There Isn’t a Pathogen Alive Capable of Eluding Diagnosis

By | 2017-09-05T20:18:55+00:00 June 5th, 2016|

Original article:

Eduardo Castro

2016, Chile

There isn´t a pathogen alive capable of eluding diagnosis, thanks to his software based on genetic sequencing
Pinpointing the precise identity of the pathogen responsible for an illness can mark the difference between locating an effective cure and the patients finding themselves subjected to endless treatments that don´t solve the problem. This often happens, for example, with tuberculosis, whose strain is sensitive to certain types of antibiotics but resistant to others. To try to mitigate patients´ suffering, the biochemist Eduardo Castro has developed an algorithm that identifies the microorganisms present in a biological sample through the mass sequencing of the genetic material it contains.

Until now, to precisely identify a bacterial population it is necessary to run tests, which are focused on finding the specific pathogens that the attending physician suspects may be present. Castro´s approach is just the opposite, since it doesn´t require a prior hypothesis regarding the infection; Castro´s analysis identifies all of the microorganisms present in the sample, whether bacterial, viral or fungal. This approach has converted Castro in one of MIT Technology Review, Spanish Edition´s Innovators Under 35 Chile 2016.

A biochemistry graduate from the University of Santiago (Chile), Castro obtained his doctorate at George Washington University (USA). There, he specialized in genetic sequencing biocomputer analysis for the taxonomic identification of microorganisms. The fruit of his doctoral thesis was this algorithm which, given its potential for pathological diagnoses, formed the basis for Aperiomics. Castro´s company has raised over one million dollars in public financing over the past few years.

“It´s become trivial gaining access to genomic sequencing”, Castro says, since the cost of the technical equipment needed has fallen drastically since the first genome was sequenced. In Castro´s opinion, “Now the difference is in the software”. The competitive advantage of Castro´s development as compared to existing alternatives resides in the processing of the sequences obtained and the statistical treatment that they receive afterwards, which can identify down to the specific strain of the microorganism, a resolution impossible to obtain through other targeted sequencing techniques.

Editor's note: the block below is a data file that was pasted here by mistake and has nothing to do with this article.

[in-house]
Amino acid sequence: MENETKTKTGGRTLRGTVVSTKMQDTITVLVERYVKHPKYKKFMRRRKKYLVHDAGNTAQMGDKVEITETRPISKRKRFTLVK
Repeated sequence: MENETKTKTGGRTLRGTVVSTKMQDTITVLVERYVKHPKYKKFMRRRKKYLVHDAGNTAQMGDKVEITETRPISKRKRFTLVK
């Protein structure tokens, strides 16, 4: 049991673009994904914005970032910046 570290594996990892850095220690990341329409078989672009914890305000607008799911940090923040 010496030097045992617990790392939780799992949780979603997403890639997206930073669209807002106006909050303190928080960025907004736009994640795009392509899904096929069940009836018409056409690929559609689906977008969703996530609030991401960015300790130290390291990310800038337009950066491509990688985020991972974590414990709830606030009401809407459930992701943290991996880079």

The young entrepreneur explains his proposal: “Instead of using molecular markers, like ribosomal RNA [a gene whose sequence serves to identify the species], we use the mass sequencing of the entire genome.” The sequences obtained through this process are compared by the algorithm Castro developed with archived sequences from both public databases and Aperiomics´ own, private database, which they update with each case that they analyze. “This allows us to identify local strains”, he adds.

Aperiomics offers two types of services. The first consists of sending the client (normally hospital pathology labs) the kit for collecting, sequencing and analyzing samples. The price of this service depends on the volume of samples to be analyzed, and range from 200 dollars (about 180 euros) to 1,000 dollars (around 850 euros) per sample. The second service is limited to the taxonomic analysis, for which the client, instead of sending in a sample, provides the sequencing results.

“It is more expensive, but more informative”, Castro points out, and he adds that the prices will continue to come down in line with the falling cost of sequencing. This means that for now, the technique is mostly used in cases in which traditional methods have not managed to successfully identify the pathogen, but in future it could replace them directly. To this end, Castro wants to focus Aperiomics´ services on producing software products for laboratories that aim to perform this type of diagnostics.

Castro´s breakthroughs offer “an extremely interesting paradigm shift in diagnostics”, according to the alternative investment specialist a jury member for MIT Technology Review, Spanish Edition´s Innovators Under 35 Chile 2016 awards, Paloma Cabello.